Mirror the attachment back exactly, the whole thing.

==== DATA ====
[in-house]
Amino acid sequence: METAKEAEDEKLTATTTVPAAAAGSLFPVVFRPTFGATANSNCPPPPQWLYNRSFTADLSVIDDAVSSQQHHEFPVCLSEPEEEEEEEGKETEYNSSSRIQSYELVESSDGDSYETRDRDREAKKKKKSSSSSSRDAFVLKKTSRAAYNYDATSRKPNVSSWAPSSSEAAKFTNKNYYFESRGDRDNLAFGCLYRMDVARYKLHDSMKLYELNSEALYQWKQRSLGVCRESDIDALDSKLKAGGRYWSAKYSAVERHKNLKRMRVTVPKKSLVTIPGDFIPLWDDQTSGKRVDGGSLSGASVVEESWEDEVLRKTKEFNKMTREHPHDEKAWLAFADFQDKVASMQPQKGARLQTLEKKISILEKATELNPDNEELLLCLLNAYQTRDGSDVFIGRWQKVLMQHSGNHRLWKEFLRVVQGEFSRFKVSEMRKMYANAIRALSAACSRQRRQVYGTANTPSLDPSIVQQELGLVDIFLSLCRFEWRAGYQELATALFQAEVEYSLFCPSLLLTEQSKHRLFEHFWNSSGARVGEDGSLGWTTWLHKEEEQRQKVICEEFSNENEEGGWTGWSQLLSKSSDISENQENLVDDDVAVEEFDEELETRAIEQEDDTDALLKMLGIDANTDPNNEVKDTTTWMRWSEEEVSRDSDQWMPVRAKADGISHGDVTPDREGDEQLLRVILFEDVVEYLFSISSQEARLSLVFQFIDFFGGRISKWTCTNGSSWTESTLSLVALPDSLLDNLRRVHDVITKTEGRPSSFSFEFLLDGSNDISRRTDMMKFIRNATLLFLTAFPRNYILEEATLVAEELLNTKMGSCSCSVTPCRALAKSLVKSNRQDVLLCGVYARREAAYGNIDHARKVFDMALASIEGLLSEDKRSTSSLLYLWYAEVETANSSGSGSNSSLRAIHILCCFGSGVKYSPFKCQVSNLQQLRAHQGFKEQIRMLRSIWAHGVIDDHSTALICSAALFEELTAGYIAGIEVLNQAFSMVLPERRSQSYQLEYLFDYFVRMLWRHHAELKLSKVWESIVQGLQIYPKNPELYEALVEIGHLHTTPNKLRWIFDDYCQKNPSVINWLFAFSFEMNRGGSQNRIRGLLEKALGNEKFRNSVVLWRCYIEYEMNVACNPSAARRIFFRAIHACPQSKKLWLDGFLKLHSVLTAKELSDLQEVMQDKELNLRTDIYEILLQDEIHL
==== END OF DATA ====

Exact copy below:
[in-house]
Amino acid sequence: METAKEAEDEKLTATTTVPAAAAGSLFPVVFRPTFGATANSNCPPPPQWLYNRSFTADLSVIDDAVSSQQHHEFPVCLSEPEEEEEEEGKETEYNSSSRIQSYELVESSDGDSYETRDRDREAKKKKKSSSSSSRDAFVLKKTSRAAYNYDATSRKPNVSSWAPSSSEAAKFTNKNYYFESRGDRDNLAFGCLYRMDVARYKLHDSMKLYELNSEALYQWKQRSLGVCRESDIDALDSKLKAGGRYWSAKYSAVERHKNLKRMRVTVPKKSLVTIPGDFIPLWDDQTSGKRVDGGSLSGASVVEESWEDEVLRKTKEFNKMTREHPHDEKAWLAFADFQDKVASMQPQKGARLQTLEKKISILEKATELNPDNEELLLCLLNAYQTRDGSDVFIGRWQKVLMQHSGNHRLWKEFLRVVQGEFSRFKVSEMRKMYANAIRALSAACSRQRRQVYGTANTPSLDPSIVQQELGLVDIFLSLCRFEWRAGYQELATALFQAEVEYSLFCPSLLLTEQSKHRLFEHFWNSSGARVGEDGSLGWTTWLHKEEEQRQKVICEEFSNENEEGGWTGWSQLLSKSSDISENQENLVDDDVAVEEFDEELETRAIEQEDDTDALLKMLGIDANTDPNNEVKDTTTWMRWSEEEVSRDSDQWMPVRAKADGISHGDVTPDREGDEQLLRVILFEDVVEYLFSISSQEARLSLVFQFIDFFGGRISKWTCTNGSSWTESTLSLVALPDSLLDNLRRVHDVITKTEGRPSSFSFEFLLDGSNDISRRTDMMKFIRNATLLFLTAFPRNYILEEATLVAEELLNTKMGSCSCSVTPCRALAKSLVKSNRQDVLLCGVYARREAAYGNIDHARKVFDMALASIEGLLSEDKRSTSSLLYLWYAEVETANSSGSGSNSSLRAIHILCCFGSGVKYSPFKCQVSNLQQLRAHQGFKEQIRMLRSIWAHGVIDDHSTALICSAALFEELTAGYIAGIEVLNQAFSMVLPERRSQSYQLEYLFDYFVRMLWRHHAELKLSKVWESIVQGLQIYPKNPELYEALVEIGHLHTTPNKLRWIFDDYCQKNPSVINWLFAFSFEMNRGGSQNRIRGLLEKALGNEKFRNSVVLWRCYIEYEMNVACNPSAARRIFFRAIHACPQSKKLWLDGFLKLHSVLTAKELSDLQEVMQDKELNLRTDIYEILLQDEIHL